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Lockheed slave

Posted: Tue Jun 12, 2018 2:43 pm
by Corky
Jimscim wrote:
Tue Jun 12, 2018 12:50 pm
I don’t agree ! If Lockheed had have had a cylinder on the shelf ie Land Rover , they would have used it . It is not just the size of the bore . It is the stroke , the configuration of the valves and the weight of the vehicle all have to be taken into consideration. Many months of work went into the specification, many trials were done . They never just created a Part number for the sake of it. I cannot understand when the parts are still available would you want to change the specifications of your pride and joy .
In my experience, if you get the pairing of the slave/master from the LR parts bin right, then the clutch feels just like the original. As I said earlier some configurations give a heavier pedal. You could get a lighter pedal than the original by choosing an annular clutch . Another alternative is to move the pedal pivot point. There are loads of ways of doing it. Some more difficult than others.

We have a classic motoring journalist on here, who has also converted to LR hydraulics. As far as I know he's happy with the results.

As I'm sure you know, these cars use parts from many manufacturer's bins, so there is often a cheaper/available/plentiful/adaptable (delete as appropriate) alternative available. Sometimes we discover a part that's actually better in some ways than the one Reliant fitted, such as rear light clusters (not better made but easier to change the bulbs and the indicators are at the edges), electric cooling fans, radiators, radios, carpets, paint, bushes, shock absorbers, springs, hoses, batteries, fuse boxes etc etc etc....

Lockheed slave

Posted: Tue Jun 12, 2018 2:47 pm
by scimjim
Jimscim wrote:
Tue Jun 12, 2018 12:50 pm
I don’t agree ! If Lockheed had have had a cylinder on the shelf ie Land Rover , they would have used it . It is not just the size of the bore . It is the stroke , the configuration of the valves and the weight of the vehicle all have to be taken into consideration. Many months of work went into the specification, many trials were done . They never just created a Part number for the sake of it. I cannot understand when the parts are still available would you want to change the specifications of your pride and joy .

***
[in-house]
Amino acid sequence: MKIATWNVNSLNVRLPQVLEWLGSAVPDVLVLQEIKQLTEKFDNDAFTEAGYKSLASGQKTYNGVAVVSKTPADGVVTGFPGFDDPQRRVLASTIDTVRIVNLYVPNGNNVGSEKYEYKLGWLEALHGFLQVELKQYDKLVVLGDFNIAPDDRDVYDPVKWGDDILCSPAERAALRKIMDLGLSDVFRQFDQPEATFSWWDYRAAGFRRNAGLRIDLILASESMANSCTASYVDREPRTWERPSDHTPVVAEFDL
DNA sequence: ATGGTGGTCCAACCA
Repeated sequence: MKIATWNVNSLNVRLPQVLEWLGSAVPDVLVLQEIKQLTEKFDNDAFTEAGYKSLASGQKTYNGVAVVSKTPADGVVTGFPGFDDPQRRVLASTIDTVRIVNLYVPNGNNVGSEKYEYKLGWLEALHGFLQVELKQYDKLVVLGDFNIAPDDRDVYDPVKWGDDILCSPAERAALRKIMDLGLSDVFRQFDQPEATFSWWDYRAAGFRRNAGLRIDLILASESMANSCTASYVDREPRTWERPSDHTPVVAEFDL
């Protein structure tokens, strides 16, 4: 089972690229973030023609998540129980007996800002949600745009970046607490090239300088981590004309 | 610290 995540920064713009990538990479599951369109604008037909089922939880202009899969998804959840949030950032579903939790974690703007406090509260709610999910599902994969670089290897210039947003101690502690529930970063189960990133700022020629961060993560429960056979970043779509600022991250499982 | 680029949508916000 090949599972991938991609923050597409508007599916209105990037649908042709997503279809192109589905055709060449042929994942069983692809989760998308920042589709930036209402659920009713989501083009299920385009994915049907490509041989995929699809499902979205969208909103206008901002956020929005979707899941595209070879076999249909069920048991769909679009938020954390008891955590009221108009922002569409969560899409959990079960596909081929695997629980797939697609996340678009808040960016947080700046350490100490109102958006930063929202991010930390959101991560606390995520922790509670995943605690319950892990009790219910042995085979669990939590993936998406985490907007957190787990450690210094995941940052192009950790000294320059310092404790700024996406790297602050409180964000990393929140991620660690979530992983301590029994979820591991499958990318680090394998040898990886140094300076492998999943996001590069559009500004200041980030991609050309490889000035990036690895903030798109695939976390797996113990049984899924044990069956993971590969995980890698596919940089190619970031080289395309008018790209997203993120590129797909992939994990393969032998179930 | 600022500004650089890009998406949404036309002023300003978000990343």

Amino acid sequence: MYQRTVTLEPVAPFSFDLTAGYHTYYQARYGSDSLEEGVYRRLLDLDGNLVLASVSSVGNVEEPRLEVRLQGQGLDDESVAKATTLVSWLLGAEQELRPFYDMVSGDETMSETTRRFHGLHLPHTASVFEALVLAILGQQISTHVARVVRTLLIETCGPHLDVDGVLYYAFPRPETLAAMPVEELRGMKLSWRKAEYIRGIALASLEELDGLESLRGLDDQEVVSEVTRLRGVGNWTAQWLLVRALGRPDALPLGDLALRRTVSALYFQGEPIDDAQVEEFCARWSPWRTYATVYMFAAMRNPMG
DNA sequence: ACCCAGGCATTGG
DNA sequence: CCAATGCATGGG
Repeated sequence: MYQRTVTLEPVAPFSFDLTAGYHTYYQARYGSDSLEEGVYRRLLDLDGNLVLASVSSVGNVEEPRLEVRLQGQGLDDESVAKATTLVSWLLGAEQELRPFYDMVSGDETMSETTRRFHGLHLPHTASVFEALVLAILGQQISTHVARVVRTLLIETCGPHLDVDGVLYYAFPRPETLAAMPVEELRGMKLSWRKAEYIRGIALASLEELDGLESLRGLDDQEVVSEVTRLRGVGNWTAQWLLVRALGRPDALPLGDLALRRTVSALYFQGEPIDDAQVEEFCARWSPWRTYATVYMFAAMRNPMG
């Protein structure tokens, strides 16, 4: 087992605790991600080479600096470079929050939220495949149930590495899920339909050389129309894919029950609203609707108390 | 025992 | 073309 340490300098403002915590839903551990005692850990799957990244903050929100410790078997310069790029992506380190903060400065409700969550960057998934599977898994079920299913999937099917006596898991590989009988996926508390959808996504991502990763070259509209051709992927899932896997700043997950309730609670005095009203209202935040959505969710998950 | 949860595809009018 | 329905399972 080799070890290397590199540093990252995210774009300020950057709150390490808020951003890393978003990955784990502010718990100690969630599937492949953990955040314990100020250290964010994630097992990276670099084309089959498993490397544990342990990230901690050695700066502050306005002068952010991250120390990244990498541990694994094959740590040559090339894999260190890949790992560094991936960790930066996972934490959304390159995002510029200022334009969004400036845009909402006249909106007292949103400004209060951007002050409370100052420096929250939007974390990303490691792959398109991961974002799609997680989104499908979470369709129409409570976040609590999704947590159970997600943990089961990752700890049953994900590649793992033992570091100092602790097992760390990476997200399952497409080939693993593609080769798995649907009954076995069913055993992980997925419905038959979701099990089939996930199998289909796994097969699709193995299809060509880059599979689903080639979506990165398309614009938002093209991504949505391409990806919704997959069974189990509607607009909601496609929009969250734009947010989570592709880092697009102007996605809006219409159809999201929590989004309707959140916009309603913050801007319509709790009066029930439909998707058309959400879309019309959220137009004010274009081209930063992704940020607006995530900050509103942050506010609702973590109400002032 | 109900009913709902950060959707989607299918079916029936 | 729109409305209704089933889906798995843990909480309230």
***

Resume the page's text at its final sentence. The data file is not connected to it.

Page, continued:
No valves in the clutch cylinders and weight of vehicle is irrelevant. I would certainly prefer a slightly lighter clutch, so will investigate options when I change the engine later in the year.

Lockheed slave

Posted: Tue Jun 12, 2018 3:00 pm
by philhoward
I do recall changing the Master on my Dad's 6a down one size and whilst it made the pedal nice and light, adjustment was critical to get full disengagement for foot to the floor (and making sure a mat didn't creep under the pedal) and no slip.

An annular/concentric slave cylinder does generally reduce pedal pressure though.

Lockheed slave

Posted: Tue Jun 12, 2018 4:15 pm
by Jimscim
No valves in the clutch cylinders and weight of vehicle is irrelevant. I would certainly prefer a slightly lighter clutch, so will investigate options when I change the engine later in the year.[/quote]
Any oriface the fluid passes through internally in the cylinder is called a valve in Lockheed speak . The weight of the vehicle is certainly relevant as the hydraulic system moves the clutch and depending on the weight ,amoungst other factors , determines what size clutch is fitted so determines what size clutch cylinders are fitted.

Lockheed slave

Posted: Tue Jun 12, 2018 4:49 pm
by Coupe Racing
Surely the weight of the clutch is determined by the effort required to overcome the spring pressure on the pressure plate , and in turn , the relationship of the pedal ratio to the clutch master/slave bore combination ?

Lockheed slave

Posted: Tue Jun 12, 2018 5:24 pm
by Jimscim
Exactly, all the components in the system are in harmony . Add an odd one to the system and you have chaos. :oops: Or to put it another way, the system cannot work as well as one designed by the OE engineers.

Lockheed slave

Posted: Tue Jun 12, 2018 5:36 pm
by scimjim